How oil production creates earthquakes
By Jeremy Bloom
Denial is a funny thing. It’s particularly funny watching as the story moves from “Oil production and fracking can’t possibly be creating earthquakes in Oklahoma” to “Okay, there’s evidence but it’s not proven” to “Okay, it’s proven but we’re still not going to do anything about it.”
In the case of the Oklahoma earthquakes, we’ve reached the final stage.
[Once], earthquakes were a relatively rare event for Oklahomans. Now they’re reported on daily, like the weather, and generally by the weatherman. Driving outside Oklahoma City one evening last November, I ended up stopped in traffic next to an electronic billboard that displayed, in rotation, an advertisement for one per cent cash back at the Thunderbird Casino, an advertisement for a Cash N Gold pawnshop, a three-day weather forecast, and an announcement of a 3.0 earthquake, in Noble County. Driving by the next evening, I saw that the display was the same, except that the earthquake was a 3.4, near Pawnee.
Until 2008, Oklahoma experienced an average of one to two earthquakes of 3.0 magnitude or greater each year. (Magnitude-3.0 earthquakes tend to be felt, while smaller earthquakes may be noticed only by scientific equipment or by people close to the epicenter.) In 2009, there were twenty. The next year, there were forty-two. In 2014, there were five hundred and eighty-five, nearly triple the rate of California. Including smaller earthquakes in the count, there were more than five thousand. This year, there has been an average of two earthquakes a day of magnitude 3.0 or greater.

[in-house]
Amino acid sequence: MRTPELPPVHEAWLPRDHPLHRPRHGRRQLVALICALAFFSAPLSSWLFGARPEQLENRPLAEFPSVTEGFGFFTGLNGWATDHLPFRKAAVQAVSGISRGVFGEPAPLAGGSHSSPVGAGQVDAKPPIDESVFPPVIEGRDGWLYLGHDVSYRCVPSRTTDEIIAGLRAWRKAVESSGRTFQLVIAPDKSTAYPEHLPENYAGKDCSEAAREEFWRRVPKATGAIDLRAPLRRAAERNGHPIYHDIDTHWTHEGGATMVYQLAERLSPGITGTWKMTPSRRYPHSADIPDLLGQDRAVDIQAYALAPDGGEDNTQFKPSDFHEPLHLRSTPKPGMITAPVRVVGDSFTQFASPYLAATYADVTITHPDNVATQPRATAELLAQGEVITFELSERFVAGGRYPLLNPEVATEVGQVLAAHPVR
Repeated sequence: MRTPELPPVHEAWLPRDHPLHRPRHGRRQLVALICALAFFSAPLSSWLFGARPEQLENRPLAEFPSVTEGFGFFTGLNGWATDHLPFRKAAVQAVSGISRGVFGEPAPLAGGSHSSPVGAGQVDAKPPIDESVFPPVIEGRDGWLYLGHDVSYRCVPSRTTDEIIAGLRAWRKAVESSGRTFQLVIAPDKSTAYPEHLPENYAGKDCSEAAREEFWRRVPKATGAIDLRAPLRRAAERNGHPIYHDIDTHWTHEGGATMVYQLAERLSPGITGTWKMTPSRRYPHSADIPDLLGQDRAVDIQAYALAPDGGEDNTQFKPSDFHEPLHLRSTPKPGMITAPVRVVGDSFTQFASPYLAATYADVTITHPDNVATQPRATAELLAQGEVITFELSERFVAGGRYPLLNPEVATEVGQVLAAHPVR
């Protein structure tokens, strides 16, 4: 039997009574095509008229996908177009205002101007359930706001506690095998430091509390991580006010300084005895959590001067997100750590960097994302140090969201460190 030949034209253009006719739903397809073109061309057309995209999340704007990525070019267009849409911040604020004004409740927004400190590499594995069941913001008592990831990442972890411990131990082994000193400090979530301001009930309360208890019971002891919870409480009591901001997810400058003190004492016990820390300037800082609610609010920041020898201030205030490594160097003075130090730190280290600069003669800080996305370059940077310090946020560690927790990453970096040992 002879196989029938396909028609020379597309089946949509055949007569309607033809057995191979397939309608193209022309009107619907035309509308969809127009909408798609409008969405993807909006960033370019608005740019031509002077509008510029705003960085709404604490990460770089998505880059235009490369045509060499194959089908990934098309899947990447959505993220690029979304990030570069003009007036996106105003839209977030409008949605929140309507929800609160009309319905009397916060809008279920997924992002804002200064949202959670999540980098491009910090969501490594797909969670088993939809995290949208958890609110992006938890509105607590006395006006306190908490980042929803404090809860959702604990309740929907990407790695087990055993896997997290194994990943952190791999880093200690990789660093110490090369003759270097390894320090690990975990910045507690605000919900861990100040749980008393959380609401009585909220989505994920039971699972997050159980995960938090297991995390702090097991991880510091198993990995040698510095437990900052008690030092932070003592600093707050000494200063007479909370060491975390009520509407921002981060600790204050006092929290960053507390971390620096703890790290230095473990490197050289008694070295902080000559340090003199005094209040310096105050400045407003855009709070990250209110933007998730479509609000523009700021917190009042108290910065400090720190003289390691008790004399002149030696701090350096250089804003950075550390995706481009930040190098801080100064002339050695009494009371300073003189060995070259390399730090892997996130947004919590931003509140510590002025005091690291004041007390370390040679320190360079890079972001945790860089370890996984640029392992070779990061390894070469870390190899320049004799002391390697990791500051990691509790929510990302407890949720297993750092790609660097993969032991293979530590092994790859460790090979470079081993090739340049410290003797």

Five hundred and eighty five earthquakes, where there used to be one or two. And we pretty much know what’s causing them – fossil fuel production.
William Ellsworth, a research geologist at the United States Geological Survey, told me, “We can say with virtual certainty that the increased seismicity in Oklahoma has to do with recent changes in the way that oil and gas are being produced.” Many of the larger earthquakes are caused by disposal wells, where the billions of barrels of brackish water brought up by drilling for oil and gas are pumped back into the ground. (Hydraulic fracturing, or fracking—in which chemically treated water is injected into the earth to fracture rocks in order to access oil and gas reserves—causes smaller earthquakes, almost always less than 3.0.) Disposal wells trigger earthquakes when they are dug too deep, near or into basement rock, or when the wells impinge on a fault line. Ellsworth said, “Scientifically, it’s really quite clear.”
So, what’s being done?
If you guessed “Nothing is being done because that would interfere with the profits of fossil fuel companies”, you’d win the prize.
…“This is our No. 1 priority,” Matt Skinner, a spokesman for the O.C.C., told me. “We are thinking about this every day, we are working on this every day, and we ourselves—some of us—live in earthquake-prone places. Our houses are shaking, too.”
Yet the O.C.C. has never denied a permit for a disposal well on the ground of seismicity. Skinner said that this is because people ask the commission if a permit is likely to be granted before they apply for it.
…[Earl] Hatley has been speaking with the O.C.C. about the earthquakes in the Stillwater area since November, 2013. He told me, “We had two hundred and twenty-two earthquakes reported as felt that year, and I said something should be done, and the O.C.C. basically said to me, ‘Go away, what’s your problem, that’s no big deal, and there’s no way you can link earthquakes to disposal wells, you’re just crazy.’ They said this even though in 2011 the U.S.G.S. was already reporting they were caused by disposal wells. The U.S.G.S. doesn’t just say things; they’re nearly as reliable as NASA.”
…Robert Jackman, a petroleum geologist, regularly contacts members of the U.S.G.S., the O.G.S., and the Oklahoma media to update them on the accumulating peer-reviewed work that links disposal wells to seismicity. The oft-heard refrain that more studies are needed is a sore point for Jackman. “We know a cold is spread with sneezing and coughing, so we cover our nose and mouth, we wash our hands, we take precautions,” he said. “We don’t need to know exactly what the strain of virus is or all the technicalities of how the throat becomes inflamed in order to know to use a handkerchief.”
The whole article is worth a read….
(Image by Shout for the New Yorker.)